distanceMatrix[sourceIndex][targetIndex],
             //Transposition
             distanceMatrix[sourceIndex - 2][targetIndex - 2] + cost);
        }
      }
    }
    
    //Return the matrix and distance as the result
    return new DameauLevenshteinDistanceResult(distanceMatrix);
  }
  
  /**
   * Calculate the minimum value from an array of values.
   * @param values Array of values.
   * @return minimum value of the provided set.
   */
  private static int minimum(int... values){
    
    //Hopefully, everything should be smaller
    //than the max int value!
    int currentMinimum = Integer.MAX_VALUE;
    
    //Iterate over all provided values
    for(int value : values){
      
      //Take the minimum value between the current
      //minimum and the current value of the
      //iteration
      currentMinimum = Math.min(value, currentMinimum);
    }
    
    //return the minimum value.
    return currentMinimum;
  }
  
  /**
   * Simple container for the result of the Dameau-Levenshtein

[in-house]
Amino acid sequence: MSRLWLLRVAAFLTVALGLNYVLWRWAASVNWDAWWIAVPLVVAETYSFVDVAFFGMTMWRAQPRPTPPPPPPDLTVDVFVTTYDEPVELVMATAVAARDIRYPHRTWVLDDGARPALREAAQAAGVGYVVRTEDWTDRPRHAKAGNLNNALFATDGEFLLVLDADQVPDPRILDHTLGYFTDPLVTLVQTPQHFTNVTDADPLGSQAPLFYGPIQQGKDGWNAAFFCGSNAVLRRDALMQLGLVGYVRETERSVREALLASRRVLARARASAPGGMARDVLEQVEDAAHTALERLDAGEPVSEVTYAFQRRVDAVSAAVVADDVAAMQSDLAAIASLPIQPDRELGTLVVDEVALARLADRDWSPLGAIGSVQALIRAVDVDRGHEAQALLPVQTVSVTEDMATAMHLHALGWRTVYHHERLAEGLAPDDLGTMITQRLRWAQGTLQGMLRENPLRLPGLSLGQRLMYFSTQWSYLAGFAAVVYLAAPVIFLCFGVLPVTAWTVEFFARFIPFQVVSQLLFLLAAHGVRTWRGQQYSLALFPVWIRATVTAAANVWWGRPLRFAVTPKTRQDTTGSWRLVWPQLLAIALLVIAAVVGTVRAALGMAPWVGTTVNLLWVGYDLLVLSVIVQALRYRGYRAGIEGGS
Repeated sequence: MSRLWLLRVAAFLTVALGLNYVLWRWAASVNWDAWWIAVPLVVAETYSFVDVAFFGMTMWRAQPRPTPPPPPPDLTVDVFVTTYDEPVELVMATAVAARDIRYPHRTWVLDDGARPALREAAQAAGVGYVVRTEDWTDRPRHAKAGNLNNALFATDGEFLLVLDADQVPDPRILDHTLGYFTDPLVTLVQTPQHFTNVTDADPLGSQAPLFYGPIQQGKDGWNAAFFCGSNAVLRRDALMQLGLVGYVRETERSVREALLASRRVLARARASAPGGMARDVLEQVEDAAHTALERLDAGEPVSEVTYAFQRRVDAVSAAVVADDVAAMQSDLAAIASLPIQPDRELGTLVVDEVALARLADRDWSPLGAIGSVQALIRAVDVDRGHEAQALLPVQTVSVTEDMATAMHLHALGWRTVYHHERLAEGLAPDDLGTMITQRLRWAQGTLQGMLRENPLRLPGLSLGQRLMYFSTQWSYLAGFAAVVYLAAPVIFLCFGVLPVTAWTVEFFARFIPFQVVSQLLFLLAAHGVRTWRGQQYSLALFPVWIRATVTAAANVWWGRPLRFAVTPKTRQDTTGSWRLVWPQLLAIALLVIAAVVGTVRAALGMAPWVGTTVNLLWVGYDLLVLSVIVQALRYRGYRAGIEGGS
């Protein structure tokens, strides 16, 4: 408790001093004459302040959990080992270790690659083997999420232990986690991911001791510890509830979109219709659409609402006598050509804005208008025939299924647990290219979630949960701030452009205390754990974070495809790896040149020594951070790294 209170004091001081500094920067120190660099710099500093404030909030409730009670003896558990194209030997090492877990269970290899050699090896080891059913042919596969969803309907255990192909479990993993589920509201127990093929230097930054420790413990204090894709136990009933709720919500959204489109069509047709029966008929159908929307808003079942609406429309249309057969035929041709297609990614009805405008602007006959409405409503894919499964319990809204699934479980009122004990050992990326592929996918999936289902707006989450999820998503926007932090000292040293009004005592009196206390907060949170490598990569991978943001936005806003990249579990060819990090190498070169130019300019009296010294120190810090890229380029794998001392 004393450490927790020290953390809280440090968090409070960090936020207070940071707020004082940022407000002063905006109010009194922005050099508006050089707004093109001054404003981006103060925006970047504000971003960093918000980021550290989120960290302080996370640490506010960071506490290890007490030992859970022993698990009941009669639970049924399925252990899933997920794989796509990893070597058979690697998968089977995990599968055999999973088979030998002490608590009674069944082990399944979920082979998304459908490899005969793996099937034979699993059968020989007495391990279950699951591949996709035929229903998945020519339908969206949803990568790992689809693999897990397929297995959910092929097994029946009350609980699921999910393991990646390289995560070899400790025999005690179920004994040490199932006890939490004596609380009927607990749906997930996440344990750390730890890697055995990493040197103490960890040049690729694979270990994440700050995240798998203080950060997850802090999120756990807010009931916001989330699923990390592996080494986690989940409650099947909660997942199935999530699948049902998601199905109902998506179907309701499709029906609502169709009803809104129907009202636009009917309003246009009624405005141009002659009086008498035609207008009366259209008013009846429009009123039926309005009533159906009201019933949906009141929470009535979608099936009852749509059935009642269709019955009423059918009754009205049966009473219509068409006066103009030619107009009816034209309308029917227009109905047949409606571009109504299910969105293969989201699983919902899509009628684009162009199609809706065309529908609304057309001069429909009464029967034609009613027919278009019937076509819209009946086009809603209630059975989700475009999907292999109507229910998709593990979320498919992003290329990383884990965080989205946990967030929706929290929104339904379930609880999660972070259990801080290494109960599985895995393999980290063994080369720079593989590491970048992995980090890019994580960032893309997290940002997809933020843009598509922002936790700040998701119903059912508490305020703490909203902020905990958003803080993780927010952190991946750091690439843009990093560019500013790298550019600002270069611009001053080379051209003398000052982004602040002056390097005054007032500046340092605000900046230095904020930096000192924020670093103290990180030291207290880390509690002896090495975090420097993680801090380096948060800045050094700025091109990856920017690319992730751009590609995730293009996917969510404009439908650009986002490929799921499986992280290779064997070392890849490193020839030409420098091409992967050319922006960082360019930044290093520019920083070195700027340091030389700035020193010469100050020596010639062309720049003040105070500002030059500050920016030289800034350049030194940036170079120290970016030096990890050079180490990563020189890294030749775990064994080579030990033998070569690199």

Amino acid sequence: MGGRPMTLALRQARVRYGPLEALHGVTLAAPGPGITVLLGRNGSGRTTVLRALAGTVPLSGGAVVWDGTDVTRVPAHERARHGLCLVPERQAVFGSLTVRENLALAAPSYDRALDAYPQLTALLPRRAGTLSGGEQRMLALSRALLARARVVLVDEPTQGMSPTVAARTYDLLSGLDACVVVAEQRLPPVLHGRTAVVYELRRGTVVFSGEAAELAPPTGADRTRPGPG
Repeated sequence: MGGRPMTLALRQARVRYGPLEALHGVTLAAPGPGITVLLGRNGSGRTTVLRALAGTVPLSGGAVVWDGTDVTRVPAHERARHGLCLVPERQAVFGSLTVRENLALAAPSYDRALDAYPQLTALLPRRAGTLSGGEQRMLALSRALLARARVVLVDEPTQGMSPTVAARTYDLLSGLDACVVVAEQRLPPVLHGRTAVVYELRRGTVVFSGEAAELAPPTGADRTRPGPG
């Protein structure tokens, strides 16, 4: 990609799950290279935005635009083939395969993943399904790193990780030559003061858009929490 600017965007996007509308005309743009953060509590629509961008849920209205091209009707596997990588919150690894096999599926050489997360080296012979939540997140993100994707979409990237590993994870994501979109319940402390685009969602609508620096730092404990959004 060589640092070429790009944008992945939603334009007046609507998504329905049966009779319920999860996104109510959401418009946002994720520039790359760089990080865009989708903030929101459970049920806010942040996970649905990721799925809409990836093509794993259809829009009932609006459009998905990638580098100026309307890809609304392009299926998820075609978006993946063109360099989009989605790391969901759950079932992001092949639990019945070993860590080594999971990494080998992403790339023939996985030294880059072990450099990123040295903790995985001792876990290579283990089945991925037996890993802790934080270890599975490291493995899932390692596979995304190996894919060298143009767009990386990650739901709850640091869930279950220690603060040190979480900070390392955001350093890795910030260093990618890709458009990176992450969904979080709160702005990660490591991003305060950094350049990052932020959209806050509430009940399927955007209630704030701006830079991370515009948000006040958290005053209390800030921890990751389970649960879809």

* Distance calculation
   * @author Richard Clayton (Berico Technologies)
     * @date June 25, 2011
   */
  public class DameauLevenshteinDistanceResult {
    
    //Distance matrix
    private int[][] distanceMatrix;
    
    /**
     * Instantiate the object with the resulting distance matrix
     * @param distanceMatrix Matrix of distances between edits
     */
    public DameauLevenshteinDistanceResult(int[][] distanceMatrix){
      this.distanceMatrix = distanceMatrix;
    }

    /**
     * Get the Distance Matrix
     * @return Matrix of edit distances
     */
    public int[][] getDistanceMatrix() {
      return distanceMatrix;
    }
    
    /**
     * Get the Edit Distance
     * @return number of changes to make before
     *         both strings are identical
     */
    public int getDistance(){
      return 
        distanceMatrix
          [distanceMatrix.length - 1][distanceMatrix[0].length - 1];
    }

    /**
     * Get a string representation of this class
     * @return A friendly display of the distance and matrix
     */
    @Override
    public String toString() {